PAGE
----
The other guy announced “Wow, I think he just folded two of your outs!” And he was completely serious. I showed my Aces, and his jaw dropped. The flop came out J-9-4 with two clubs, and without even looking at the other guy I said “Damnit, I just got fucked. You have pocket Jacks, right?” He just nodded and flipped up his hand. I didn’t get the last ace in the deck, and was suddenly dropped to about 10,000 chips with blinds at 200/400. Still not horrible, but nowhere near as solid as I would have been if I’d held up – 85,000ish in chips at that point in the tourney would have been pretty close to the top of the list.

I kept plugging away, eventually dropping down to about 7000 before doubling up when I got lucky against an overpair of Queens with Ace-Ten and flopped a set of 10’s, rivering quads. I picked up three straight sets of blinds with big raises pre-flop, never with a hand worse than K-Q suited. Then I got put in the big blind at 300/600, and looked at Pocket Aces again. I had about 16,000 chips, and was already thinking about how I wanted to play this.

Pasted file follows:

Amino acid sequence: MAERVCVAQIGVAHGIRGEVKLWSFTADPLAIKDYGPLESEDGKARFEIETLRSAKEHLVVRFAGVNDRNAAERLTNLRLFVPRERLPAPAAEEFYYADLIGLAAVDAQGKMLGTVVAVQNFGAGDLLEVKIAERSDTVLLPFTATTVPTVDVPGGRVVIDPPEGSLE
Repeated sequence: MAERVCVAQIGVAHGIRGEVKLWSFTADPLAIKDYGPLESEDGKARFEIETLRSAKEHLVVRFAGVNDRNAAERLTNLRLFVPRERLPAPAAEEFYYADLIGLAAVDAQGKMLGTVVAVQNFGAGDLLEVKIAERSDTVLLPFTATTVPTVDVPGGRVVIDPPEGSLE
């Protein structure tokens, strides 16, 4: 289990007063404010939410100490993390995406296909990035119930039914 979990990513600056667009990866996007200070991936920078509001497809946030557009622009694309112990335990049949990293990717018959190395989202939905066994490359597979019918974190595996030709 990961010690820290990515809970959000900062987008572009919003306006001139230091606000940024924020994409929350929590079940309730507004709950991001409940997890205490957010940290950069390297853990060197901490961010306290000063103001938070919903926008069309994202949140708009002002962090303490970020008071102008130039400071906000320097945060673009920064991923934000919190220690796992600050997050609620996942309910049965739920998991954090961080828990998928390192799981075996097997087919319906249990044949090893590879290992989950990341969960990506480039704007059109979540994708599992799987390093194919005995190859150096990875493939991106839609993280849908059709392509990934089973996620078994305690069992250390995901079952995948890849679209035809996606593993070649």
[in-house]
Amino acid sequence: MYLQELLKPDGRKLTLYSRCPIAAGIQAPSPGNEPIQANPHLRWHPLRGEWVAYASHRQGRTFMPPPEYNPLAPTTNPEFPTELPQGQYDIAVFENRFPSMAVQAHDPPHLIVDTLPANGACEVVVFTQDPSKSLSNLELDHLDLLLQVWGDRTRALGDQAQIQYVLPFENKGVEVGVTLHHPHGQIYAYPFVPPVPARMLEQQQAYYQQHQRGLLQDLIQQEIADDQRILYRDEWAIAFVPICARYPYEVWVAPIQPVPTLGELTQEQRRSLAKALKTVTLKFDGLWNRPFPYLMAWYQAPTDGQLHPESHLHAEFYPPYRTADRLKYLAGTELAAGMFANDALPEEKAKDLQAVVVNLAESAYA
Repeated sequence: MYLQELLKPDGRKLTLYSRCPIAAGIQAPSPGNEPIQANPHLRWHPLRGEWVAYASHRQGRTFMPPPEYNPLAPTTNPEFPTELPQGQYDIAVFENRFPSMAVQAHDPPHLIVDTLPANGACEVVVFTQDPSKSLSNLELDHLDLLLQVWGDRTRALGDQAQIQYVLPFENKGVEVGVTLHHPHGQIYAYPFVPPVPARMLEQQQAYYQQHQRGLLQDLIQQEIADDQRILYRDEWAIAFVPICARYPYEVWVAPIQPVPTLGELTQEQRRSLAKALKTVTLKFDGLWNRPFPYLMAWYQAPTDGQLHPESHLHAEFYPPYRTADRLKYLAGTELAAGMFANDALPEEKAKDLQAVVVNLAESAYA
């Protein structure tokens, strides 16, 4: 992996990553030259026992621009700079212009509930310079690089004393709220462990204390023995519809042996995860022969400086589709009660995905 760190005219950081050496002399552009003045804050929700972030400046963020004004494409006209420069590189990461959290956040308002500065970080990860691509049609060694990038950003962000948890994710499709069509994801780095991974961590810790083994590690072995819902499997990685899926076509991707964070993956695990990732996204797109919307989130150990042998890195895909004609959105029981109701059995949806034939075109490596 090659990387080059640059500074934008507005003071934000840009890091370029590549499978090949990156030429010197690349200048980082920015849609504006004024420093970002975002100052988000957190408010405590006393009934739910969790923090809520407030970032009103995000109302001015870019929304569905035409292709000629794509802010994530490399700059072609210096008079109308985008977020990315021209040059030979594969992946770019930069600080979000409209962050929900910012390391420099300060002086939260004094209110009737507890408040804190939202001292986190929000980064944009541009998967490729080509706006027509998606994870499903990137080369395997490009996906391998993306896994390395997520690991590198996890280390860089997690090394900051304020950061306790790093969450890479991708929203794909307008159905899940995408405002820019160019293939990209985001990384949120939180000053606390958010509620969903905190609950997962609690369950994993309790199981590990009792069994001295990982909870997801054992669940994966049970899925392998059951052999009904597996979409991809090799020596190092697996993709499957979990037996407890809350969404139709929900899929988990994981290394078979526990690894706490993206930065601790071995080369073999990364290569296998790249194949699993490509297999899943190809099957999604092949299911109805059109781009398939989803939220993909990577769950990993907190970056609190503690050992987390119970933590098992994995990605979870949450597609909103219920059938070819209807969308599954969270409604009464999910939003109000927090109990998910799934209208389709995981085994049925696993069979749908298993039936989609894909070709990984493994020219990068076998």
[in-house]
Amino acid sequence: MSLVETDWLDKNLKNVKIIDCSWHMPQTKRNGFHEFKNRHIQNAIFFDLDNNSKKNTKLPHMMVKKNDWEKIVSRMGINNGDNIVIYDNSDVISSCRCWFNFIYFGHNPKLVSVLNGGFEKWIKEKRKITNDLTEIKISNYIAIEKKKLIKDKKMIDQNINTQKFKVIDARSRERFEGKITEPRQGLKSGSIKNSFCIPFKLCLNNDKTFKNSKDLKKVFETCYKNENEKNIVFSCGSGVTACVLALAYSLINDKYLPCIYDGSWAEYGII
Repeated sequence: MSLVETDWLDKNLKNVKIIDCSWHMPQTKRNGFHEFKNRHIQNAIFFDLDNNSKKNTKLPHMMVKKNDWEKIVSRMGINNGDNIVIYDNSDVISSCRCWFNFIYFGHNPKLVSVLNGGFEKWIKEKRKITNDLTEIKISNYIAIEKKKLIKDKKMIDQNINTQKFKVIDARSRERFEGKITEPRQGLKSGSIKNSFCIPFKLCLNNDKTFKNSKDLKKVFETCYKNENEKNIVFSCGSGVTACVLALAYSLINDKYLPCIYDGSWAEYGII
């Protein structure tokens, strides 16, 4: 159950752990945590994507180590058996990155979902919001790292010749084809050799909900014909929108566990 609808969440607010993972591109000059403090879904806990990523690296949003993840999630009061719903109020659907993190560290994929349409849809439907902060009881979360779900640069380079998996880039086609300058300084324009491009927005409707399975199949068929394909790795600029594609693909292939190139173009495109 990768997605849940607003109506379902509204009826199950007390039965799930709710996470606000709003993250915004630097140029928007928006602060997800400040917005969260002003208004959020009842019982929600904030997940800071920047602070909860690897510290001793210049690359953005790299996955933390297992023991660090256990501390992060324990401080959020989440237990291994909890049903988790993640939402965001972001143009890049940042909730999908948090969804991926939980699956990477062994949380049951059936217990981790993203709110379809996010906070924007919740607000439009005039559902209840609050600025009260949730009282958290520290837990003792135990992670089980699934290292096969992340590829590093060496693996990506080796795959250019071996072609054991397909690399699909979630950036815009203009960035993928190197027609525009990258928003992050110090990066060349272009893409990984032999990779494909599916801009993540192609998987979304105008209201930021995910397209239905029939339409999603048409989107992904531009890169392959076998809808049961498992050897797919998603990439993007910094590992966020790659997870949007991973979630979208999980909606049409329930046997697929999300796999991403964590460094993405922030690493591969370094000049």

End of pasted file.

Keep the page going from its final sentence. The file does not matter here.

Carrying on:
Luckily (or maybe unluckily), it played itself out. There was a raise to 1900, and a re-raise (from the same guy who had the Jacks earlier) to 4500. When the action came to me, I simply pushed all 16,000 into the pot and went into “rock” mode. The initial raiser (new to the table) thought forever before folding – later saying he had Pocket Jacks. Thank God somebody knows how to fold those. The other guy looked at me and said “I think you’re making a play here, and you just stole three straight blinds. I call.”

I flipped over Aces again and he disgustedly showed K-J offsuit. After the flop came down with a 10-high rainbow board, I started feeling a little better about my situation. Then the turn brought a 9 and I got a bad feeling in the pit of my stomach. When the Queen hit the river to send me packing and hand him 16,000 more undeserved chips, I trudged back to my hotel to sit and think.

A couple hours later, I went to the poker room here to play in the 8pm Deep Stack tournament again. I was running quite well to begin, picking up over 3500 chips to add to the 10k we started with in under 35 minutes. Of course, all that went away very quickly.

I picked up A-J in late position and raised to 525 from the 100 big blind after there had been two callers. The big blind thought for awhile before raising me to 1300. It folded around to me, and I just called.